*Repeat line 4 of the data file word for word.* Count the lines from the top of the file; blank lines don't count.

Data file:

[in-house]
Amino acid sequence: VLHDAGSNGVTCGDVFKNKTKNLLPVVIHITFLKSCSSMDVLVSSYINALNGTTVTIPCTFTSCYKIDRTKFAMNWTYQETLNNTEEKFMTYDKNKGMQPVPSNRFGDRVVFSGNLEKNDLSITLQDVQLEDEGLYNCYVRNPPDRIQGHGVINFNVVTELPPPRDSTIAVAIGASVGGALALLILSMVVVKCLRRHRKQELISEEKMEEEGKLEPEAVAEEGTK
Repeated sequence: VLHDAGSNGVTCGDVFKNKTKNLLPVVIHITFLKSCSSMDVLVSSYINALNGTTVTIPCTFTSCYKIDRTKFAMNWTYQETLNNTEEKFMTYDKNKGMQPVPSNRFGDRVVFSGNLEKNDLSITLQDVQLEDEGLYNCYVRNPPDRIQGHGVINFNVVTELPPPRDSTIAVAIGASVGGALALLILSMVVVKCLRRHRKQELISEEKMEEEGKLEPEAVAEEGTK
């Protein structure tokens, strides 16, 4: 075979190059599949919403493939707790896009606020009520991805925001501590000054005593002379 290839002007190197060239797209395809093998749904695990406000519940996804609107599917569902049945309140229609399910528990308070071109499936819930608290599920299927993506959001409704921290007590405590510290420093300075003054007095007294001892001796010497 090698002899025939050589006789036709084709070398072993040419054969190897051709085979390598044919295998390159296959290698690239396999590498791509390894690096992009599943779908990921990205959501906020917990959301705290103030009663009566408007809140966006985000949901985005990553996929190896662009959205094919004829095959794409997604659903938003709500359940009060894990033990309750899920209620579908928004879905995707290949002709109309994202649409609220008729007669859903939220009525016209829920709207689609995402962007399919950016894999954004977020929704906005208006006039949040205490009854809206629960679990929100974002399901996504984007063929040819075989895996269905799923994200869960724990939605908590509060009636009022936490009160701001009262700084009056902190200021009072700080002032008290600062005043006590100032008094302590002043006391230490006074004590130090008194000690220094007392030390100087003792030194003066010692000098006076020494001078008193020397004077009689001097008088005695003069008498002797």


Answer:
């Protein structure tokens, strides 16, 4: 075979190059599949919403493939707790896009606020009520991805925001501590000054005593002379 290839002007190197060239797209395809093998749904695990406000519940996804609107599917569902049945309140229609399910528990308070071109499936819930608290599920299927993506959001409704921290007590405590510290420093300075003054007095007294001892001796010497 090698002899025939050589006789036709084709070398072993040419054969190897051709085979390598044919295998390159296959290698690239396999590498791509390894690096992009599943779908990921990205959501906020917990959301705290103030009663009566408007809140966006985000949901985005990553996929190896662009959205094919004829095959794409997604659903938003709500359940009060894990033990309750899920209620579908928004879905995707290949002709109309994202649409609220008729007669859903939220009525016209829920709207689609995402962007399919950016894999954004977020929704906005208006006039949040205490009854809206629960679990929100974002399901996504984007063929040819075989895996269905799923994200869960724990939605908590509060009636009022936490009160701001009262700084009056902190200021009072700080002032008290600062005043006590100032008094302590002043006391230490006074004590130090008194000690220094007392030390100087003792030194003066010692000098006076020494001078008193020397004077009689001097008088005695003069008498002797």